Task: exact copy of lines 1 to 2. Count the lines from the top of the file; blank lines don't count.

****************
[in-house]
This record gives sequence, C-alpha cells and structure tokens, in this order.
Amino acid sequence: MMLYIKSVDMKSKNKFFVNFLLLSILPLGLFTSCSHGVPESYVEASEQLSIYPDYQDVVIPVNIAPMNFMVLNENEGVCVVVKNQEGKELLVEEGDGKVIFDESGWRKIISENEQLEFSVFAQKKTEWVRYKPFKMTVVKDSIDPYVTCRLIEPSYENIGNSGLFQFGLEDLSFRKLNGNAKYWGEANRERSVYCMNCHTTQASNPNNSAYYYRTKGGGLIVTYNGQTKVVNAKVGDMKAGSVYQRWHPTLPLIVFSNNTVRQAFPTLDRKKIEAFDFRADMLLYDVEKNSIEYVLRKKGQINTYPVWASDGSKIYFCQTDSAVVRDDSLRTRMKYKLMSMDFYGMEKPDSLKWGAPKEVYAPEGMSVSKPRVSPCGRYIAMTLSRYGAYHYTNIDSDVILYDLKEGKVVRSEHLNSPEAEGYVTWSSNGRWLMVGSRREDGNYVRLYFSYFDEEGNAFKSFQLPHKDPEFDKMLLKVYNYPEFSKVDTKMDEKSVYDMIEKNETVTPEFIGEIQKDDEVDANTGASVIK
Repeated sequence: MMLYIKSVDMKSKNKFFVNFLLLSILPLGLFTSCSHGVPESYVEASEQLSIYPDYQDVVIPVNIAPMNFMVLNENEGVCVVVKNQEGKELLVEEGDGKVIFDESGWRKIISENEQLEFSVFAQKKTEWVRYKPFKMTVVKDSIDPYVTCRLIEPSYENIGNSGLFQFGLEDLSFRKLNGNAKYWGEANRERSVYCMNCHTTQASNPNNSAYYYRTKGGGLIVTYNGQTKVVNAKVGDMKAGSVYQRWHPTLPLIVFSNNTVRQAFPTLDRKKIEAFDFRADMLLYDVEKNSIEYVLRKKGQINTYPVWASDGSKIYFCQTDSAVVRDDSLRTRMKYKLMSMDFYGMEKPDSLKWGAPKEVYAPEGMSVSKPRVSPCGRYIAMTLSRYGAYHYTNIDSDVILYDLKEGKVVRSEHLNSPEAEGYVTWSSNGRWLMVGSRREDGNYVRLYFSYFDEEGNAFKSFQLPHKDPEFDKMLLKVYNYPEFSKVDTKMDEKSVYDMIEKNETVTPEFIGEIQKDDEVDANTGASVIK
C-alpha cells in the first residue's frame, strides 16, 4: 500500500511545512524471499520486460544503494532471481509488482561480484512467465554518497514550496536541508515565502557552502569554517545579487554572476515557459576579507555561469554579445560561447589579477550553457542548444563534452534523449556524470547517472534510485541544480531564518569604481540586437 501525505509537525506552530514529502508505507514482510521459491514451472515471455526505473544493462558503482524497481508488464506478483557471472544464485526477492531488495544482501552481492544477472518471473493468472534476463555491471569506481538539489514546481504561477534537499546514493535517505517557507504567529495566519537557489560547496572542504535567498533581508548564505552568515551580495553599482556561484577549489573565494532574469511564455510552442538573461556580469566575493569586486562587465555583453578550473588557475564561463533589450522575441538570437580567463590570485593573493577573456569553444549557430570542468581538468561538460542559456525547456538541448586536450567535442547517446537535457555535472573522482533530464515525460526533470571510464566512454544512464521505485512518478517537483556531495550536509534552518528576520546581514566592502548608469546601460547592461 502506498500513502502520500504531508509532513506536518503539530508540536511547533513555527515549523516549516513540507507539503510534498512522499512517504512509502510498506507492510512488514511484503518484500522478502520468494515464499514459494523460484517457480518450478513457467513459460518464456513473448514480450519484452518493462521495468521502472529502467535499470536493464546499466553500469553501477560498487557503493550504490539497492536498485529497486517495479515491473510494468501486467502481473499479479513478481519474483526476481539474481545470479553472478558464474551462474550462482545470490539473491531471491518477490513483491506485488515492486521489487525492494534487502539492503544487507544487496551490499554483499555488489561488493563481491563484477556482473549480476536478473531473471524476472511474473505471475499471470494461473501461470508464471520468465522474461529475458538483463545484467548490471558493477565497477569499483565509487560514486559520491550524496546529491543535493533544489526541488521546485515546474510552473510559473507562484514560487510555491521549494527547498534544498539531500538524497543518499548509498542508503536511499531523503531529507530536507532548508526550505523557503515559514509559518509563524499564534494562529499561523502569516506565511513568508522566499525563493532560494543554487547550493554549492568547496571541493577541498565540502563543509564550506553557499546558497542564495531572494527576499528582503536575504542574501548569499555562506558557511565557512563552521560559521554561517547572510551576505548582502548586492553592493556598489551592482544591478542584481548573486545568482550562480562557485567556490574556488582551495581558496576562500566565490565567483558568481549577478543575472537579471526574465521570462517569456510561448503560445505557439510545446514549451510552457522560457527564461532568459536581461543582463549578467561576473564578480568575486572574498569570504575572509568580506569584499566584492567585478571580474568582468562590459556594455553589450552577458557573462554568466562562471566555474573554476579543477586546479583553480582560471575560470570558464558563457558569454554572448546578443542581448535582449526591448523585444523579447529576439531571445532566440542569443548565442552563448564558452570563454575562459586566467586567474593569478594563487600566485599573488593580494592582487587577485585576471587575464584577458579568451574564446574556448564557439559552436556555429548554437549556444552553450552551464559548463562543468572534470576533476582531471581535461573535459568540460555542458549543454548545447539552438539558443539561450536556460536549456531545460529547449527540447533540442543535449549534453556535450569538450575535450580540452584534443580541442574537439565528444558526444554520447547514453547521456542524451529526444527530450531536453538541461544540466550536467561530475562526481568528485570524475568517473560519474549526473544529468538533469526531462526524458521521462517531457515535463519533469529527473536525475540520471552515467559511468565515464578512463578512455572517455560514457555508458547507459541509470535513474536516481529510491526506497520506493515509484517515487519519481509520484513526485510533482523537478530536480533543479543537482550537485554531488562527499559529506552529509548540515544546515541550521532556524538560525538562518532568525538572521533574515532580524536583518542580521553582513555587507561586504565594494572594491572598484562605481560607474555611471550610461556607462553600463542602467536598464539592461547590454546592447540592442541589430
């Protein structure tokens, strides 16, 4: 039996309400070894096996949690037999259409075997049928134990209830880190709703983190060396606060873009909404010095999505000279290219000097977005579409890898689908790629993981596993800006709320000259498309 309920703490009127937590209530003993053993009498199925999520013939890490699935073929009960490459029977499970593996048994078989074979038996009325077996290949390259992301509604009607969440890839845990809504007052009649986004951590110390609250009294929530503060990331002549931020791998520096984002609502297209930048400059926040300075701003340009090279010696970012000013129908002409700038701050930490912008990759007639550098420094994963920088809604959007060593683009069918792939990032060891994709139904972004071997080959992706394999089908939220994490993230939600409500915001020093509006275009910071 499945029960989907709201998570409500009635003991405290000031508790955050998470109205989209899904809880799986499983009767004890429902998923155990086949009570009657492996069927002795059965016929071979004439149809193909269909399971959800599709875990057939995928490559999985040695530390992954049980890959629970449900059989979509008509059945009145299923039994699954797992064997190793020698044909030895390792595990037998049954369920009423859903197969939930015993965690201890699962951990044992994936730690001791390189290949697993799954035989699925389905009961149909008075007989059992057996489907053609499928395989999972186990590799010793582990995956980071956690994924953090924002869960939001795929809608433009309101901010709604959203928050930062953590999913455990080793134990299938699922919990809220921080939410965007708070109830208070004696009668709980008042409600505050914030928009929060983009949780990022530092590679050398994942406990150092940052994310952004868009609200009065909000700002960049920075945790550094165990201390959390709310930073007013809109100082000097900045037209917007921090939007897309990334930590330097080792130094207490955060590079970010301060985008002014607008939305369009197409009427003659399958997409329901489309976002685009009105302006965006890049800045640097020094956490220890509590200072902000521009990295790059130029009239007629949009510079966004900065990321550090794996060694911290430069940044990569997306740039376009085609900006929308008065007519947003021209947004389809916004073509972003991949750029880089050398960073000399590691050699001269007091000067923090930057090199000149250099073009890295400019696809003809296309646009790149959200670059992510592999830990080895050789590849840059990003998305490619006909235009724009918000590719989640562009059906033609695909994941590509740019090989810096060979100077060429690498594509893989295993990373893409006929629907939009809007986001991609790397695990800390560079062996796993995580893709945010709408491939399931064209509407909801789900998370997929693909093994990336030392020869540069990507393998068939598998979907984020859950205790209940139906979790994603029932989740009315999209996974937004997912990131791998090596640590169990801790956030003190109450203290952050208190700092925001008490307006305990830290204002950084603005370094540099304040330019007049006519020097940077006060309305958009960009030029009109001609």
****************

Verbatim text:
[in-house]
This record gives sequence, C-alpha cells and structure tokens, in this order.